Stories of encountering the afterlife are well-documented by those who have survived a near-death experience (NDE). One of the more remarkable accounts arrives from a woman known only as Bella K.
She claims to have suffered a life-threatening event following an accidental carbon monoxide poisoning.
And although she did not clinically die, she still believes she briefly met Jesus Christ himself.
Posting her account to Near Death Experience Research Foundation (NDERF), she said: “All I can remember is music that was kind of in the background that was almost like notes within notes.
“The song that reminds me of it the most is ‘The Carol of the Bells’.
“I remember feeling very peaceful. I was sitting at a very plain wooden table and there was white all around the man, who was Jesus, who sat next to me.
“I remember feeling a sense of total love. There was no judgment, only pure love and I felt so good in his presence. I remember we were talking without using words.
“I would look into his eyes and find all the answers I was searching for.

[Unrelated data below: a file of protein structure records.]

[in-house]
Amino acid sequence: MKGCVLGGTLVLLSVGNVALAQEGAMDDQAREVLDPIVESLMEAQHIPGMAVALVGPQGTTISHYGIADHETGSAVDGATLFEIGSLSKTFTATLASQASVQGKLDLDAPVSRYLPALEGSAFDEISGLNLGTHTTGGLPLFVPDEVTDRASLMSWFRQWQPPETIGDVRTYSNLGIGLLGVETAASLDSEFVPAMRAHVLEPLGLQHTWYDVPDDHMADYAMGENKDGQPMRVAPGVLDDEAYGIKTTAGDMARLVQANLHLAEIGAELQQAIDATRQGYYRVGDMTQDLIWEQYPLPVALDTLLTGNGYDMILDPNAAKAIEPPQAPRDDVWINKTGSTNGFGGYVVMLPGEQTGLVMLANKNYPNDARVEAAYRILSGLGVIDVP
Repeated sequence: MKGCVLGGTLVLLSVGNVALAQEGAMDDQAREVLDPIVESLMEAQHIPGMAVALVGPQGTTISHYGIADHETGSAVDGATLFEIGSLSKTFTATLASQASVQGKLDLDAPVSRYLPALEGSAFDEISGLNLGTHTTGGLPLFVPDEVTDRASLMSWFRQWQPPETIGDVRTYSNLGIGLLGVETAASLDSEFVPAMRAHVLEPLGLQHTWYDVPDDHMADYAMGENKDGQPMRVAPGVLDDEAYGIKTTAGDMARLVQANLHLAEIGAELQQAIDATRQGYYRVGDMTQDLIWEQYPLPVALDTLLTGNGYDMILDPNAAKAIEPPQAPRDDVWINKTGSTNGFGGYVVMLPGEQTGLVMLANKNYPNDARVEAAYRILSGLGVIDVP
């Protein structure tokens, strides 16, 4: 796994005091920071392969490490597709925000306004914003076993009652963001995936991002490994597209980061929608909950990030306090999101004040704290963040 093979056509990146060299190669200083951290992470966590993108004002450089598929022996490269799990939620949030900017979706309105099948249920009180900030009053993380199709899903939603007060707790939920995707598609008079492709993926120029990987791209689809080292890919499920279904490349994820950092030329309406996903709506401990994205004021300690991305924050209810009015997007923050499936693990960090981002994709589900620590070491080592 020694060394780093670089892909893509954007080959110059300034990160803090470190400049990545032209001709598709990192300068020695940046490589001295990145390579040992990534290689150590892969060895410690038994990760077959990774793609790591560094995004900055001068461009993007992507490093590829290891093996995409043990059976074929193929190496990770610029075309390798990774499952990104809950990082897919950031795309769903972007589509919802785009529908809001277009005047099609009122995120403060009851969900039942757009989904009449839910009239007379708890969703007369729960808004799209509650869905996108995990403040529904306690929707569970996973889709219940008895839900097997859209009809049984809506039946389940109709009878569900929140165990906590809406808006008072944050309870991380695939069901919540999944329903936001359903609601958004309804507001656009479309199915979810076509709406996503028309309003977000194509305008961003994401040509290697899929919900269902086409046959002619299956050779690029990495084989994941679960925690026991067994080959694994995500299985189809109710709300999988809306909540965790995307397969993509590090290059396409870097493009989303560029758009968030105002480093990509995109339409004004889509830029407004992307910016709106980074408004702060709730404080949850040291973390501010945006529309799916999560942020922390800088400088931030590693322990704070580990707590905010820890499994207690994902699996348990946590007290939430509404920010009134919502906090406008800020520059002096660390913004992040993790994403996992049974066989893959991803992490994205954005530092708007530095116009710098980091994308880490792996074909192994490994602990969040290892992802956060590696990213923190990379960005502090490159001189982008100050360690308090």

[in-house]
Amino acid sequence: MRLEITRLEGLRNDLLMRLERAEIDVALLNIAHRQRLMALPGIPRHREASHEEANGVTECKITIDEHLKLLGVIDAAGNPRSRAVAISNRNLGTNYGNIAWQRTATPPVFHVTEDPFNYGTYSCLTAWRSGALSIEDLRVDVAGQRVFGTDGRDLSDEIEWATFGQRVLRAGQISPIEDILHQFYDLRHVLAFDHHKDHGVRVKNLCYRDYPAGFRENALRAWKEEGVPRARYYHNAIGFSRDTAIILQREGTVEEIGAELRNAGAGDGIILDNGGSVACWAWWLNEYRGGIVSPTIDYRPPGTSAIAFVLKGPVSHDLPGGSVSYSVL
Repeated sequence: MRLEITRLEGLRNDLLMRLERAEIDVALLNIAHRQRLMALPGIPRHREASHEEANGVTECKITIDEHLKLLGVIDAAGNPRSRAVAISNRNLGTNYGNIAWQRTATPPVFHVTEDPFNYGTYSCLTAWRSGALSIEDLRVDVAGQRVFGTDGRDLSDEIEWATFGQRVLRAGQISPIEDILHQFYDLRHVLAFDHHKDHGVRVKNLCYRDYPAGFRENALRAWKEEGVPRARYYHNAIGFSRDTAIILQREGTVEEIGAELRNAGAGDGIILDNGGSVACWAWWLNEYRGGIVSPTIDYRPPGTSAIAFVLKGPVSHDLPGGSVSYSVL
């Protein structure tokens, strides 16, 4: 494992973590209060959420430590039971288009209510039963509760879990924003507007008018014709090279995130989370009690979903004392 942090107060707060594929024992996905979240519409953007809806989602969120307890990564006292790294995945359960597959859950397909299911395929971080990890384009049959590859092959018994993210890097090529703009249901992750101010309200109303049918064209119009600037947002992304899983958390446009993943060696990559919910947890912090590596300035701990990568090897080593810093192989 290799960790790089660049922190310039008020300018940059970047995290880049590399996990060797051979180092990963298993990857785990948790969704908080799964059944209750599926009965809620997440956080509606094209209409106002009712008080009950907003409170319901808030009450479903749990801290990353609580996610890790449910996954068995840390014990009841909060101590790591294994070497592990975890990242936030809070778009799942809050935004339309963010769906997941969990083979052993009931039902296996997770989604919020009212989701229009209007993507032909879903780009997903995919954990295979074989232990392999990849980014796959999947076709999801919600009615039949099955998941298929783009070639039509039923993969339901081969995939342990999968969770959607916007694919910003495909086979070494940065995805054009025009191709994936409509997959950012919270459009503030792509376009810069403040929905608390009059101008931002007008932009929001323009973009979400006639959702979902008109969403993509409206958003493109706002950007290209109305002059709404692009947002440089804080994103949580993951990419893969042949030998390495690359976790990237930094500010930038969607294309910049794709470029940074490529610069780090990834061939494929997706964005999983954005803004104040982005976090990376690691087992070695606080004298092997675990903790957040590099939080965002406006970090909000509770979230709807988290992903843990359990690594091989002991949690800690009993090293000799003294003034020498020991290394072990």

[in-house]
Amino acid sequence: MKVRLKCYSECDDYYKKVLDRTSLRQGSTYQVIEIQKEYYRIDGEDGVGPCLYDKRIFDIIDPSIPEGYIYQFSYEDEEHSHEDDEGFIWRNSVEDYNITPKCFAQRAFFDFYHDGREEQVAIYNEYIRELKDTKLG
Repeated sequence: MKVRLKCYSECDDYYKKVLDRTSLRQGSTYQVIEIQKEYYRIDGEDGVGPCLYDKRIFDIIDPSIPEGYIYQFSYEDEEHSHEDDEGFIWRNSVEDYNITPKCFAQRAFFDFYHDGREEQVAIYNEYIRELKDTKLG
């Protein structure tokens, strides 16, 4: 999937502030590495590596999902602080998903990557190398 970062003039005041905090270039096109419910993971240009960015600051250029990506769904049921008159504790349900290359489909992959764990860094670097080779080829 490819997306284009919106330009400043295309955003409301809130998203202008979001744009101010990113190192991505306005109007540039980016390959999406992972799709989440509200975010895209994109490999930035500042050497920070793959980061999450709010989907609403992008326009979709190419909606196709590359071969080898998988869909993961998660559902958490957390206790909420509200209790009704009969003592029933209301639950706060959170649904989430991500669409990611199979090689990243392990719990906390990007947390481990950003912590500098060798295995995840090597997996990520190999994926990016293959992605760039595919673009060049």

“I remember expressing to him my confusion about the Holy Trinity and I remember his answer, somewhat.
However, despite the numerous accounts of near-death experiences, they remain very controversial in scientific circles.
The vast majority of researchers suggest these visions are a normal phenomenon and do not signify signs of an afterlife.
Dr Sam Parnia, director of critical care and resuscitation research at NYU Langone School of Medicine, said: “People describe a sensation of a bright, warm, welcoming light that draws people towards it.
“They describe a sensation of experiencing their deceased relatives, almost as if they have come to welcome them.
“They often say that they didn’t want to come back in many cases, it is so comfortable and it is like a magnet that draws them that they don’t want to come back.
“A lot of people describe a sensation of separating from themselves and watching doctors and nurses working on them.”
Some medical experts have proposed NDEs are hallucinations triggered by a lack of oxygen reaching the brain.